Jack Quinn
Publisher

Victor Gluck
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Chip Deffaa
Editor-at-Large

.12/23/2004
Easter Rising
By: Jack Quinn
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(l to r): Colin Hanlon, Michael Arden, Steven Pasquale, Kerry Butler

Photo courtesy: BroadwayWorld.com

“Easter Rising” (music by Michael Arden & book by Isaac Oliver), a concert reading at Joe’s Pub on Dec 21st , focuses on the last few weeks of the life of Caleb (Steven Pasquale). As his battle with terminal cancer draws toward a close, Caleb confronts buried relationships with his estranged childhood friend Andrew (Colin Hanlon) and his teenage son John (Michael Arden) vis a vis his a love for his fiance April (Kerry Butler). Set in Plano, Texas this four person song cycle questions the limits of love, definition of family and the morals we pass on to our children when our own are in debate.

The intermissionless musical, opens as Caleb, composing a letter to Andrew, beautifully sings its content. It is one of some 67 other letters to Andrew over the past twenty years that Caleb has written since Andrew has left Plano to move to Ohio, father a son, and then leave his wife and live as an openly gay man. Andrew has never responded to any of these letters, including this one. Nevertheless, upon receiving this letter, Andrew decides to drive to Plano from Ohio, forcing his son John to spend his senior Spring Break driving unannounced to the home that Caleb shares with his fiancé April. “The Driving Lesson” introduces us to the smart and witty John and the non-traditional father/son relationship of John and Andrew.

We are next introduced to April, poignantly considering her life as she fills out an patient history form in her doctor’s office. The composer's insight into his characters is apparent with the sensitive lyrics from the song “Filling out A Form”, as April considers her biological clock and her desire for a baby from Caleb. Soon, Andrew and John arrive at Caleb and April’s house at 3am, who notice the pickup truck with Ohio plates sitting in their driveway but don’t approach it until the morning, because this is the scheduled time for April to try to become pregnant. Meanwhile John is trying to convince his dad to muster the courage to go up to the door, while drawing references to David Koresh and the Branch Davidians. The following morning, they are invited in the house and Caleb introduces the pair to April and the very funny and innuendo-laden song “Breakfast” comes next, where April offers to make eggs for breakfast and then openly bemoans what else she could have done with those eggs, like make a soufflé or a casserole. Not lost on this reviewer is that the eggs are a euphemism for what else will be lost as her idyllic life soon will change.

As the show progresses, April discovers that the reason Andrew has come to see Caleb is not that he is there to steal her man, as Caleb informs her that he has terminal cancer and that he only has weeks to live. Despite the gravity of the situation she remains fixated on trying to conceive and deliver a baby, which seems a bit cold.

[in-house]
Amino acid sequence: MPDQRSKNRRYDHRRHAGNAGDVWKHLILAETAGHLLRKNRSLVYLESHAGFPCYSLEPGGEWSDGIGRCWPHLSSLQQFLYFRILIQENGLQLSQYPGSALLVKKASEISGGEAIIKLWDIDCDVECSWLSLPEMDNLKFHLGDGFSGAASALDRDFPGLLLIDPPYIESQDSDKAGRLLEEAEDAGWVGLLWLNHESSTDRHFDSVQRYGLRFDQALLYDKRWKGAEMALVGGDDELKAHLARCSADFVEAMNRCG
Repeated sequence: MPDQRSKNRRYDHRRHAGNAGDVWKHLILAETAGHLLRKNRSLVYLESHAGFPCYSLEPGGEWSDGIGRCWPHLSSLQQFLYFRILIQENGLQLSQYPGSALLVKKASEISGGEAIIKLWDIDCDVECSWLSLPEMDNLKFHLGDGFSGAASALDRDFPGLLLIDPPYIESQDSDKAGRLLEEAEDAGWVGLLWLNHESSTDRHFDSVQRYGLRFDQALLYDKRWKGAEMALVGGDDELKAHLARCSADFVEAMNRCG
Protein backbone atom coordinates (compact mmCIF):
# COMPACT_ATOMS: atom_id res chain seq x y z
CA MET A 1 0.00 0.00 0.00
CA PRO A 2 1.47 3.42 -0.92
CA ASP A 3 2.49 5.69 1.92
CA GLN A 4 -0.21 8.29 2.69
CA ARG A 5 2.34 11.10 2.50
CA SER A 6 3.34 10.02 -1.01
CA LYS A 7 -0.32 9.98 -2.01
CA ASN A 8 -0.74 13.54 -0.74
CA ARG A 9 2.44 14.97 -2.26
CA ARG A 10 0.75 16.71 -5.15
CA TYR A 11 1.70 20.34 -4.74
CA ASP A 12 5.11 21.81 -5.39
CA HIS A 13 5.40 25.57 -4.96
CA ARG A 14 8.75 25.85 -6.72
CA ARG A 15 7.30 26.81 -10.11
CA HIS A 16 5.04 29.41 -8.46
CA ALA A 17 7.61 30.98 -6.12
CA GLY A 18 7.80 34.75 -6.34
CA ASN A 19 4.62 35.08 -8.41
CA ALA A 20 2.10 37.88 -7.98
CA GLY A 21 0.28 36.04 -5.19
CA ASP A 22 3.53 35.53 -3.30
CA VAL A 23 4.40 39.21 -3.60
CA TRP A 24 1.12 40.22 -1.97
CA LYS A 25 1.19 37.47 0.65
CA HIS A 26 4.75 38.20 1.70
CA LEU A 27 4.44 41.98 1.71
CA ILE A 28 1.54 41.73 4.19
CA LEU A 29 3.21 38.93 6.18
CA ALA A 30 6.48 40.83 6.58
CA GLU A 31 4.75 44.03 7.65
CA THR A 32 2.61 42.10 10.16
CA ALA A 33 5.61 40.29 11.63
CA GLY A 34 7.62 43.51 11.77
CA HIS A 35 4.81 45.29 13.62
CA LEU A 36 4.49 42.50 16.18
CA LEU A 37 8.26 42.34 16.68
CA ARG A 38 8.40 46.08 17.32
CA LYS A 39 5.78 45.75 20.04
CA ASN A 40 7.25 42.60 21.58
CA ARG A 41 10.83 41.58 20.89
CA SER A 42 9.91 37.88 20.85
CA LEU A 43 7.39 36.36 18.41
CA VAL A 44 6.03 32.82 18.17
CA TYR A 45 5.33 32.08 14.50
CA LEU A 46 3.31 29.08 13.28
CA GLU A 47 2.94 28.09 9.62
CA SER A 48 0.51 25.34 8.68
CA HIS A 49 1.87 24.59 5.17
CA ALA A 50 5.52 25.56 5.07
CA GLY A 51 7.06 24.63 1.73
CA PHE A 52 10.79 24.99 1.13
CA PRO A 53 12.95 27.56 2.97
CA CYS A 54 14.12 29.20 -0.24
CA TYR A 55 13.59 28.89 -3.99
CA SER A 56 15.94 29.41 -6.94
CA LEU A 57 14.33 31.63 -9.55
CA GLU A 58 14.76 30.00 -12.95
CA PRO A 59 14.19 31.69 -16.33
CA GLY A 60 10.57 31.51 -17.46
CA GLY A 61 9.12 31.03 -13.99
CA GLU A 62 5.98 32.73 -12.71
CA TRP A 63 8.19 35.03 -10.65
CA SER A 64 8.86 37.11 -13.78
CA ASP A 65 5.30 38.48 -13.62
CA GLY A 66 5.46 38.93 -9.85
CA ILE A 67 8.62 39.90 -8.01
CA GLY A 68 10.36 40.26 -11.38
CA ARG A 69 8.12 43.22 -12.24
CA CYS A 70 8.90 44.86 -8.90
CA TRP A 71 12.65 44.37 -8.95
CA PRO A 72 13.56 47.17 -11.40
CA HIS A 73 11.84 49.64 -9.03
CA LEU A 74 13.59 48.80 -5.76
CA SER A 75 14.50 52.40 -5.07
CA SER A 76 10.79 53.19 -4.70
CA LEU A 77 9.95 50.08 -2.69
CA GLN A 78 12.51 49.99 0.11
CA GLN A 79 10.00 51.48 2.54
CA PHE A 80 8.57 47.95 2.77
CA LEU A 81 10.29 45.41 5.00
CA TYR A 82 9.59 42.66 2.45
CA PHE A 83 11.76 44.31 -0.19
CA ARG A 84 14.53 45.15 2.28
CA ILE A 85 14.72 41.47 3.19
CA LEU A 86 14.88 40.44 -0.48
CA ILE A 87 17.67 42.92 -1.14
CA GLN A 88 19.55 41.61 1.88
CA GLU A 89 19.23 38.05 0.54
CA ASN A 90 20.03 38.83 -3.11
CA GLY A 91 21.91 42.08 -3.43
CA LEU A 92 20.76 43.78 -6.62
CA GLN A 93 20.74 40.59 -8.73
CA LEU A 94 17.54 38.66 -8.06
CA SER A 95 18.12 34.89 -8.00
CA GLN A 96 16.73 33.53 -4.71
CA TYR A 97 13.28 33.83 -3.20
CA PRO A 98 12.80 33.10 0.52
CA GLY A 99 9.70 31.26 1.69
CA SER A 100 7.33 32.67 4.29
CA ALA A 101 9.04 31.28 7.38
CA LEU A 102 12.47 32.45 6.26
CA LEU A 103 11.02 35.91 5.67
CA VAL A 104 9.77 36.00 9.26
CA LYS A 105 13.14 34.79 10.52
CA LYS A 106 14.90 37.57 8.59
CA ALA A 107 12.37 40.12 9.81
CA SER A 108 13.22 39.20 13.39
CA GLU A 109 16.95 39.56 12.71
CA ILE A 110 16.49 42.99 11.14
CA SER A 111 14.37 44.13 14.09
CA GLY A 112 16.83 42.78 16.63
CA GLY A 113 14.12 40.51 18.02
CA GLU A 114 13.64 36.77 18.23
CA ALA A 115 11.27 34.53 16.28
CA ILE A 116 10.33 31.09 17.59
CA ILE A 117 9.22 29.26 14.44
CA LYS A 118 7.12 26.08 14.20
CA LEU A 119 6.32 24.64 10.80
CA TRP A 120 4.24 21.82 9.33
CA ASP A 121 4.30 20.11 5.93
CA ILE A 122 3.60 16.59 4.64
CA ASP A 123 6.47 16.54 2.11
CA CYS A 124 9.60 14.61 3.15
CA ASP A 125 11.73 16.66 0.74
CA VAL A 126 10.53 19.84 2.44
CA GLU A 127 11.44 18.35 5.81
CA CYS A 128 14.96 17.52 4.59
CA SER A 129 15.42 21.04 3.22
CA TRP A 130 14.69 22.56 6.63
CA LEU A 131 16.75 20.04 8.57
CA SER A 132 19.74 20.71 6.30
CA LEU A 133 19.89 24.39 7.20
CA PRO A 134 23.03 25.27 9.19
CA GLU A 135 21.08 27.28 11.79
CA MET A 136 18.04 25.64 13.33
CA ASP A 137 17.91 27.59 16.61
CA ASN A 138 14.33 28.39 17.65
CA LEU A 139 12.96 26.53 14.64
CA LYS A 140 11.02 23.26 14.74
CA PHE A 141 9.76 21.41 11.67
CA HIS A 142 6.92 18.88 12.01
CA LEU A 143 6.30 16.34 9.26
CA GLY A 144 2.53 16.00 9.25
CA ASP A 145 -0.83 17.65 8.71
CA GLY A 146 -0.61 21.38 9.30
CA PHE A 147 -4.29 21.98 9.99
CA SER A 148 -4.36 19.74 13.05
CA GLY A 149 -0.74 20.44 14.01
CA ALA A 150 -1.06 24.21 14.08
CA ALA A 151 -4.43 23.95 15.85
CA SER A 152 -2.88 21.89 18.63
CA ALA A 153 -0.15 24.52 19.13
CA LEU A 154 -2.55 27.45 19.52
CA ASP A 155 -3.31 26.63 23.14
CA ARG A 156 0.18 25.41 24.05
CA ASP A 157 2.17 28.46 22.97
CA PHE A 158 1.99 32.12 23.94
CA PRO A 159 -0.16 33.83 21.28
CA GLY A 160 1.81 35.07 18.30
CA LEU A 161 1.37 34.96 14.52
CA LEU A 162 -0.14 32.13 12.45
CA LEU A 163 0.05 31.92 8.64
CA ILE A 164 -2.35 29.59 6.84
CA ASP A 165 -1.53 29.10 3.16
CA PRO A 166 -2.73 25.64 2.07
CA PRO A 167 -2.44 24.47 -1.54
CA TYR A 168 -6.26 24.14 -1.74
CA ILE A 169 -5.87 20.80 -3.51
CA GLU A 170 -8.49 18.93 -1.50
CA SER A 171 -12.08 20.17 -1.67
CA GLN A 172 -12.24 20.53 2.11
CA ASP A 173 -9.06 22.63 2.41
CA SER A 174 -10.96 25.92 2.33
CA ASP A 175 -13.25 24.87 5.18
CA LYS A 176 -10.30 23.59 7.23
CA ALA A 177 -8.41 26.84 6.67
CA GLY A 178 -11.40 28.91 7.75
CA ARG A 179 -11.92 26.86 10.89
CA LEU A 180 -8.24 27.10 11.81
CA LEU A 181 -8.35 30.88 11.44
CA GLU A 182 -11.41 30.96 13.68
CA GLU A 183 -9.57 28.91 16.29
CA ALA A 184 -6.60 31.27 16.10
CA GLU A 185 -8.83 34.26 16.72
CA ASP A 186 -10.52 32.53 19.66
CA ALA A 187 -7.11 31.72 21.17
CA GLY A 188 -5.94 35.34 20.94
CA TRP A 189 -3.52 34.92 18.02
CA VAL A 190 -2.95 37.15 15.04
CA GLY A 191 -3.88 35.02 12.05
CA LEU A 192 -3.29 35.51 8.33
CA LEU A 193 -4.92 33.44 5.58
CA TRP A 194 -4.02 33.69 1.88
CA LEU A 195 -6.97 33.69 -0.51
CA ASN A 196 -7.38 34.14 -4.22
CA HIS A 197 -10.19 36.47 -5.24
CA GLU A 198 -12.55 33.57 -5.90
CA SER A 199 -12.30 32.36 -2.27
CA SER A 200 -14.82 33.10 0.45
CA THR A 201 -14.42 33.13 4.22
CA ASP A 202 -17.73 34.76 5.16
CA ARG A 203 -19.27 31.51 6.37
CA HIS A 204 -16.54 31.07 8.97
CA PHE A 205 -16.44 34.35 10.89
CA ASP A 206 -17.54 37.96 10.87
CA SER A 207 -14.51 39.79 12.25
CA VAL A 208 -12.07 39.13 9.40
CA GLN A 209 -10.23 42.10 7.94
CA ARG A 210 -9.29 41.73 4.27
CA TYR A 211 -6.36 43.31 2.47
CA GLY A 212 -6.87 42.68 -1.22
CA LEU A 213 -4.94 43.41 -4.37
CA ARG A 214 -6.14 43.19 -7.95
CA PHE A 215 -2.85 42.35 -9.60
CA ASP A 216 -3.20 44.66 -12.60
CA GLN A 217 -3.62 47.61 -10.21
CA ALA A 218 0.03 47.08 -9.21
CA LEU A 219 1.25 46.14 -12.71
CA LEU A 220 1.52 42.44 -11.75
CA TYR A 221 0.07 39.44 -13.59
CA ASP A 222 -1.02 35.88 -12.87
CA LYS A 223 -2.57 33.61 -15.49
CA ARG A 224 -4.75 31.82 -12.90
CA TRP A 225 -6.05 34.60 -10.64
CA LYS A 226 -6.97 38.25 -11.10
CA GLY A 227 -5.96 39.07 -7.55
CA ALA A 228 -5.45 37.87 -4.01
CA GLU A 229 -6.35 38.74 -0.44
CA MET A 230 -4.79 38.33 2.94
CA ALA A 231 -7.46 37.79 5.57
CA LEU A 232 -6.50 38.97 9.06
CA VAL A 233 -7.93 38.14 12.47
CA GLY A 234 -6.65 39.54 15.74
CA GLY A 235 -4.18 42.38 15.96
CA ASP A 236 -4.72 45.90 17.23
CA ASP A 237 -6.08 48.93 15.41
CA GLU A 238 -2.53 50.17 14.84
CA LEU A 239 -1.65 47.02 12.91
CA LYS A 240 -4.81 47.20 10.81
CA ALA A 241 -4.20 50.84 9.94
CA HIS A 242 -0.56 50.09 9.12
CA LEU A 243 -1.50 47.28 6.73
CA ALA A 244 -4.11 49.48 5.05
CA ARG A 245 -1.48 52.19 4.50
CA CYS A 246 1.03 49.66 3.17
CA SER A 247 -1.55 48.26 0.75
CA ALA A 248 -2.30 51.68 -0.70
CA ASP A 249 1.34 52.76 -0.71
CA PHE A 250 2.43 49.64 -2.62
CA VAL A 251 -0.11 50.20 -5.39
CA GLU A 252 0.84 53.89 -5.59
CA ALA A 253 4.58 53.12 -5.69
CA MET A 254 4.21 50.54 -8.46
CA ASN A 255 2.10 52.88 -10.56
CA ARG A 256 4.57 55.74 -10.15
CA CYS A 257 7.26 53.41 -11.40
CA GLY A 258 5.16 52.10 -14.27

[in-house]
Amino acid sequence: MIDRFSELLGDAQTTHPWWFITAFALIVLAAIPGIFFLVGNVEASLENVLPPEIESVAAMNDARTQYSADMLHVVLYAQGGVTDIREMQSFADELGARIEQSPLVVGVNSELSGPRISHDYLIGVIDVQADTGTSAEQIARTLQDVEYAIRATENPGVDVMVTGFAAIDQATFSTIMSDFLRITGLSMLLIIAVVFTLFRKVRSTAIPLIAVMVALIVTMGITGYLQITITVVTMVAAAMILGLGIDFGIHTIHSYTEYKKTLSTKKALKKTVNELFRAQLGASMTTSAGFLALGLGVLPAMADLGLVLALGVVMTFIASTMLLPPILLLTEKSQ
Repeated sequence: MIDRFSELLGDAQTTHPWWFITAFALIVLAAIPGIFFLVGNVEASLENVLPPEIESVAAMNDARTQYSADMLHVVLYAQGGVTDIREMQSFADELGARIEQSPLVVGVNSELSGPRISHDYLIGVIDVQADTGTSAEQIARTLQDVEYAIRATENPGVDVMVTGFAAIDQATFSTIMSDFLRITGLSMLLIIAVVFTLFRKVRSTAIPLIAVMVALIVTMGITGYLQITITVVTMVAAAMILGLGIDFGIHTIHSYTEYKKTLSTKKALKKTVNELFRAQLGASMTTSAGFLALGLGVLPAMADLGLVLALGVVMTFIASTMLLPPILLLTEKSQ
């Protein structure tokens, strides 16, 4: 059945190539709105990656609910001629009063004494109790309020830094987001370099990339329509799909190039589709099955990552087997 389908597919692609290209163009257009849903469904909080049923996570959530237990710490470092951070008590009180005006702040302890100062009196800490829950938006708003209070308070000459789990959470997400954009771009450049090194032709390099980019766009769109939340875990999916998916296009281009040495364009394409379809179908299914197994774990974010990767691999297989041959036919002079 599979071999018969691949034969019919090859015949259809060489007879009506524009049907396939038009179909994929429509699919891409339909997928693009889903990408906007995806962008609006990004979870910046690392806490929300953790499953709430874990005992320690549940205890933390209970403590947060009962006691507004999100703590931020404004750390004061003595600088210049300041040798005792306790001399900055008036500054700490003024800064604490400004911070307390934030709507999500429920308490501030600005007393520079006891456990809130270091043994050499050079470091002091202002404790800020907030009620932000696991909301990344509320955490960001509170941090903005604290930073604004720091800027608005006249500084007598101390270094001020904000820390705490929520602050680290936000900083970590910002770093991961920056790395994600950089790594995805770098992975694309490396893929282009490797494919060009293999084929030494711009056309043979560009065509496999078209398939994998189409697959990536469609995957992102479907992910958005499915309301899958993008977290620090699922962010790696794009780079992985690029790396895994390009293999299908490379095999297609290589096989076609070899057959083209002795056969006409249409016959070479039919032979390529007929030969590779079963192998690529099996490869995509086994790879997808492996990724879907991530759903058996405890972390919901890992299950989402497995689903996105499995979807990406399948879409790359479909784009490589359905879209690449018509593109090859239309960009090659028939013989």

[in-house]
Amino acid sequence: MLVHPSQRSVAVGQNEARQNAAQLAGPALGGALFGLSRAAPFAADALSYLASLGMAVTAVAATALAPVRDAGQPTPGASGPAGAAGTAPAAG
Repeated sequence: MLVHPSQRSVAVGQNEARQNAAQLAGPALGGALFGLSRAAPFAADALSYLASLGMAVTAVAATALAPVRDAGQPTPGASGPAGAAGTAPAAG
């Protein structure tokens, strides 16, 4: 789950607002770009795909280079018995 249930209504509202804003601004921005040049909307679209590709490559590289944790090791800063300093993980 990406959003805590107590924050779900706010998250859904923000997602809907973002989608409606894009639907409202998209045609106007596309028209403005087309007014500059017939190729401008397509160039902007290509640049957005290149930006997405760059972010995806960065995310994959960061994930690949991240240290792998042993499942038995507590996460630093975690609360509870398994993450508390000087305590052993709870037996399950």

Faced with a few weeks to live, Caleb decides that he wants to see the ocean again, so the foursome drive to the Gulf of Mexico. A flat tire strands them in the desert and two sets of characters emerge to deal with the situation in their own best way. The melodic score is infectiously sung by the four actors, supported by the four piece band: Matt Richardson, piano; Victoria Paterson, violin; Matt Hinkley, guitar; and Clara Kennedy, cello.

Despite the pallid themes of the musical, it is at times hilarious and witty. Michael Arden’s John is smart and endearing. Colin Hanlon’s Andrew was approachable and likeable while his voice expertly captured the changes in his character from the apprehension to fully embracing the love for his long-lost friend. Kerry Butler was perfectly cast as April who was endearingly moved by the emotions displayed by her castmates. Steven Pasquale, as Caleb, has a smooth and powerful voice with excellent stage presence.

Without a doubt, Michael Arden’s score is a winner. But, one must remember, Michael Arden has been riding a wave the past two years, receiving excellent training at Interlochen and is a Presidential Scholar in the Arts at The Julliard School. The book by Fordham College senior Isaac Oliver, was suspenseful and fulfilling and the overall effect was a level of complexity and maturity rarely seen from a 22-year-old.

The two performance concert was produced by Kevin Abbott and directed by Kristin Hanggi and Musical Direction by Paul Masse with Orchestrations by Matt Richardson. The eager standing room only crowd obviously brimmed with excitement to see what will come of this work.

“Easter Rising” refers to a famous bloody uprising of the Irish against their English oppressors in April 1916, which gave birth to the movement known as Sinn Féin, the best-known, openly anti-English, nationalist propaganda body in Dublin. Apparently, this has nothing to do with the show, one wonders how the title was decided upon.

"Easter Rising"

Joe’s Pub at the Public Theater

Dec 21 only
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